Simple Cooking is a food newsletter published by esteemed American food writer John Thorne and his wife Matt, and the site features many archived articles and recipes. The text is huge, particularly on the home page, and there are few visuals. The home page is laid out in the manner of an old-fashioned broadsheet newspaper, and there are few navigational devices. You need to read about each section before you know whether you want to go there. Some of the old articles archived from Simple Cooking issues are outdated, but much is still relevant and worth browsing.
Eat Our Words is where you will find the food essays. They cover a range of subjects of interest to the Thornes, from why they don't like Martha Stewart to an extensive series on British pub food.
Made to Taste is a very interesting collection of traditional and modern recipes with detailed, well-written introductions. It is worth noting that Thorne seems to have a particular fondness for Irish food and is considered one of the world's great authorities on home bread making (though as he tells it, he's only ever used one recipe and it was James Beards'). Dishes that tempted our tastebuds include a new take on old English pease pudding, succotash with fresh tomatoes and basil butter, 'wedding present' baked beans, summer strawberry pie and no-machine lemon ice-cream.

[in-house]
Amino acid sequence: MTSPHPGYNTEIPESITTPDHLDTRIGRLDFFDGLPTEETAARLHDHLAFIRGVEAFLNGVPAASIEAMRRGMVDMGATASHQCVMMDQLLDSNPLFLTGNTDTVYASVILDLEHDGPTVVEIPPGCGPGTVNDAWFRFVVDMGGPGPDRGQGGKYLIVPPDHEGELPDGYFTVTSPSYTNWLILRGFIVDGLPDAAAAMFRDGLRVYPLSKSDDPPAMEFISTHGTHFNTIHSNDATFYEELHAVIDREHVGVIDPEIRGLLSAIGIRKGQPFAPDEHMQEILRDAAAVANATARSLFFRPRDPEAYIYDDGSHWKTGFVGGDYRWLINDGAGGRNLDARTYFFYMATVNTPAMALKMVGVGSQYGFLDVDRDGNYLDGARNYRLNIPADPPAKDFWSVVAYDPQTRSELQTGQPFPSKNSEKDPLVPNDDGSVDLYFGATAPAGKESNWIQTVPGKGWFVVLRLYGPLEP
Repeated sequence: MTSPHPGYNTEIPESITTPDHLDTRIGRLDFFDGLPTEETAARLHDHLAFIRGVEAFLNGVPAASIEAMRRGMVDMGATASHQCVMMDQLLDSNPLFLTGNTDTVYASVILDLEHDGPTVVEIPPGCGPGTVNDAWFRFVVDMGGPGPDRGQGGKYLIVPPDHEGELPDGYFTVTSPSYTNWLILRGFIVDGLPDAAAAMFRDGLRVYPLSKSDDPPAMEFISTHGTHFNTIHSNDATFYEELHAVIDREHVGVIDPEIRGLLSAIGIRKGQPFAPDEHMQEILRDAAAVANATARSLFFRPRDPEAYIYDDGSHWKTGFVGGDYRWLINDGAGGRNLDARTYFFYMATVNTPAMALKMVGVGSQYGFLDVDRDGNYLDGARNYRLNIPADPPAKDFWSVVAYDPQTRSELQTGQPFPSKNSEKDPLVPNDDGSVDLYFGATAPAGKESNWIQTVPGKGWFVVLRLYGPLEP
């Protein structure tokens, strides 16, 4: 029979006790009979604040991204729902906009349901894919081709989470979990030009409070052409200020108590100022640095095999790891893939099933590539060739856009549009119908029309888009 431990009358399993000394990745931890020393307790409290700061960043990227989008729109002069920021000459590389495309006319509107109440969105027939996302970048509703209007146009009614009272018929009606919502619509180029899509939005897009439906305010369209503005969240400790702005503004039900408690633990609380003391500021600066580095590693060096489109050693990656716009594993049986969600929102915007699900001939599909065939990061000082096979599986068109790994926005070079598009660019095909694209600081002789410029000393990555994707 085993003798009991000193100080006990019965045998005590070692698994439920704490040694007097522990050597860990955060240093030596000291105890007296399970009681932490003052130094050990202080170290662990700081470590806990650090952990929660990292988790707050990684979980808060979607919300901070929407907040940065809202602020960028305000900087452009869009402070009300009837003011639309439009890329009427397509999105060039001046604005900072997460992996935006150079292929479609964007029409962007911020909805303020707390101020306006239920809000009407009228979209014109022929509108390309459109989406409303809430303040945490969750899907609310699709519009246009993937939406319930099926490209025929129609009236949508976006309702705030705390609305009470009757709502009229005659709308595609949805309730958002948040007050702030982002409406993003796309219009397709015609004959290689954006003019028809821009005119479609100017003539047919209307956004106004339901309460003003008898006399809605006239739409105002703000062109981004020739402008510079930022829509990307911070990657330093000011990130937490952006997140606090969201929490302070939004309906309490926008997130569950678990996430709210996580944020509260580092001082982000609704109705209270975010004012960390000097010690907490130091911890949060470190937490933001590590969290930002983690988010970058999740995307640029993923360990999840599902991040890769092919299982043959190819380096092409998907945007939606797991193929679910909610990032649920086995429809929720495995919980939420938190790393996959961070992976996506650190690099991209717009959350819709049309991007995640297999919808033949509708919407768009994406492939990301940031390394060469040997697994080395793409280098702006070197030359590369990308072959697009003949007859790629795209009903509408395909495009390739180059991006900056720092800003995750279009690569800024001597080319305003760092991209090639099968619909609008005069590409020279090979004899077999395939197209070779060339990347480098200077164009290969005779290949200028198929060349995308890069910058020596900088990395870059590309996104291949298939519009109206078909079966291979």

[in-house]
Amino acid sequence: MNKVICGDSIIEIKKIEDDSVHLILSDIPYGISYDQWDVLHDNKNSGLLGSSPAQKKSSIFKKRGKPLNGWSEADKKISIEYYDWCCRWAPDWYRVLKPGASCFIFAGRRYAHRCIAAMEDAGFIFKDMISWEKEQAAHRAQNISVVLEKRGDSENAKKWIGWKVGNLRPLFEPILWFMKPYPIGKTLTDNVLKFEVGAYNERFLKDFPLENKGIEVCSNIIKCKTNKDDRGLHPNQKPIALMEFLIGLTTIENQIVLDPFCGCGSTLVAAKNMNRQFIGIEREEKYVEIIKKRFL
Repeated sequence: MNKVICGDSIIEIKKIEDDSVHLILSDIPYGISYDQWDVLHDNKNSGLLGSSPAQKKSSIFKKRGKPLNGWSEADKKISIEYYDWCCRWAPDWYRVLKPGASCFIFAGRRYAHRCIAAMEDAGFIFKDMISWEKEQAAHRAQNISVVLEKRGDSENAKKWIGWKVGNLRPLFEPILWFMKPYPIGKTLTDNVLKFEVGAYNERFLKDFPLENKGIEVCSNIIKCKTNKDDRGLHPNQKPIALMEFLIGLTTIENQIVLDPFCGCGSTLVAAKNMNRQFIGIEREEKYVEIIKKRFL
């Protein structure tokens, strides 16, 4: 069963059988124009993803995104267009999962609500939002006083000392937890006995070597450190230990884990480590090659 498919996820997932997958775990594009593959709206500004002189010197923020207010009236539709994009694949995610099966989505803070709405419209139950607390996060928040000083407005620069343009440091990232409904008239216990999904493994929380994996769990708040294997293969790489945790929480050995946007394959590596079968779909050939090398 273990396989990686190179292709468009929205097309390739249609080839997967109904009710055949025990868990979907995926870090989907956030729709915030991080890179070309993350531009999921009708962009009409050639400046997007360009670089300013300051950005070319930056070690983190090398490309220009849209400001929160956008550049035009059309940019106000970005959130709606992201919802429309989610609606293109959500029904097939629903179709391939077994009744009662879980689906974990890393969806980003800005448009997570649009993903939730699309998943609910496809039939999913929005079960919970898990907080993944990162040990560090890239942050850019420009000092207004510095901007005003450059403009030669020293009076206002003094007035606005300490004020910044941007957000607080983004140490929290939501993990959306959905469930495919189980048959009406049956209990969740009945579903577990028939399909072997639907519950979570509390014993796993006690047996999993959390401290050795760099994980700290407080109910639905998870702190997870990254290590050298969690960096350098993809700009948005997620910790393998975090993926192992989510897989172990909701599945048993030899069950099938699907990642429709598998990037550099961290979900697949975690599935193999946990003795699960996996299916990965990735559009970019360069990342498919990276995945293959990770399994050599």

Table Talk covers literary aspects of food, and there are some appreciative obituary-style articles on great food writers such as MFK Fisher, Elizabeth David and Richard Olney.
What John Had Tonight For His Midnight Snack Click on this link for an occaisional diary which chronicles John Thorne's late suppers and the films they accompany. Choices range from popcorn and a bag of crisps to Punjab eggplant (aubergine) with home-aged cottage cheese, Chinese scallion (spring onion) pancakes, and tomato-vodka soup. Nutritionists say we need to eat a wider variety of foods, and John Thorne's got it down to a fine art.
Links to sites that take the Thorne's interest are given, including the Toaster Cyber Museum Foundation, and a walking tour of Chinese outdoor markets. There are details of Thorne's books and newsletter.